Indiana Income Tax Cut Proposed Amid GOP Skepticism |


INDIANAPOLIS – Republicans at Indiana House are proposing sweeping tax cuts for businesses and individuals, although the Republican state governor and the state Senate have been cautious about taking significant action this year.

The House proposal released Tuesday night would reduce Indiana’s current personal income tax rate from 3.23 percent over the next four years to 3.0 percent. This would ultimately reduce the state’s tax collections by around $ 500 million per year when fully implemented in 2026.

The plan also offers cuts to several business taxes, potentially reducing those tax bills by $ 700 million to $ 850 million per year.

The proposal comes as officials estimated that a significant increase in state tax revenue would push Indiana’s budget surplus to $ 5.1 billion, or 29 percent of state spending, from here at the end of next June.

Holcomb and senior Senate Republicans took a cautious stance on possible tax cuts during this year’s legislative session, saying they were concerned about inflation and a possible slowdown in perceptions of state sales tax when federal COVID-19 relief payments end.

House Speaker Todd Huston said on Tuesday he would continue to push Holcomb and Senate leaders to support substantial tax cuts.

“I am confident that with over $ 5 billion in potential reserves and a structural surplus of $ 2 billion, we can responsibly cut taxes,” Huston said. “We’re not trying to do anything that doesn’t position Indiana well, not just for 2022, but 2023 and beyond.”

Holcomb said Monday he was open-minded about possible tax cuts, but said he would rather wait for such a move until a new two-year state budget is drafted in 2023 and that there be more certainty about the economy.

The House’s Republican plan would reduce property taxes levied on commercial facilities by nearly $ 400 million a year, according to estimates by legislative staff. Utility company taxes would be reduced by about $ 220 million per year, while expanding the sales tax exemption on commercial equipment purchases could cost between $ 85 million and $ 250 million per year. year.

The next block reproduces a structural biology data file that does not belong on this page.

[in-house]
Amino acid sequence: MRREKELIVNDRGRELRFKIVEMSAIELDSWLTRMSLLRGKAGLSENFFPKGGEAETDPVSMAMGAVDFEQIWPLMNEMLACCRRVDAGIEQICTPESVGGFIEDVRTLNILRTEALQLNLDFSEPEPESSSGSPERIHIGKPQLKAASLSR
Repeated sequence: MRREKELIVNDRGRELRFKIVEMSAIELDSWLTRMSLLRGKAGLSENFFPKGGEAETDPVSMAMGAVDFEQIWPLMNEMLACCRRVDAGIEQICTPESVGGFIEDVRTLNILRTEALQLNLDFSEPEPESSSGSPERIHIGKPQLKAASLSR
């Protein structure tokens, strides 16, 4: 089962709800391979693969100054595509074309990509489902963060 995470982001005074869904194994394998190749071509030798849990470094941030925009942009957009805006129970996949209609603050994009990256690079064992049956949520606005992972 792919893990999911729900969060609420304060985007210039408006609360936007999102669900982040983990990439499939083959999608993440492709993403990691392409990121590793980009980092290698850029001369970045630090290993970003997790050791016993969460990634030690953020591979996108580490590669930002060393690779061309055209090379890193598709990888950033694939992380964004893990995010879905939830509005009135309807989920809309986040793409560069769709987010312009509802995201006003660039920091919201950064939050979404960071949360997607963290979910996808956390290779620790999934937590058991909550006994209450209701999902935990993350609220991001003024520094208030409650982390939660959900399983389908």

The proposed changes would make the state government even more dependent on its 7 percent sales tax, which is already its largest source of revenue and the second highest rate in the country. Indiana’s personal income tax is currently lower than any surrounding state.

Democratic House Leader Phil GiaQuinta of Fort Wayne said money from the state’s surplus could be used for needs such as helping parents pay for child care costs and reducing child care costs. health care costs. GiaQuinta said adding a child tax credit would also improve the state’s tax fairness.

“This legislative body has passed tax breaks for businesses, RV sales, etc., but very rarely do we see any real investment in workers in Indiana,” GiaQuinta said. “It is time to do the same for the low and middle income families that we find in each of our communities.

Huston said his priority was to “give people their money back.”

“I think it’s the best investment we can make,” Huston said. “Give it back to the Hoosiers and let them spend it instead of trying to create more government programs.”

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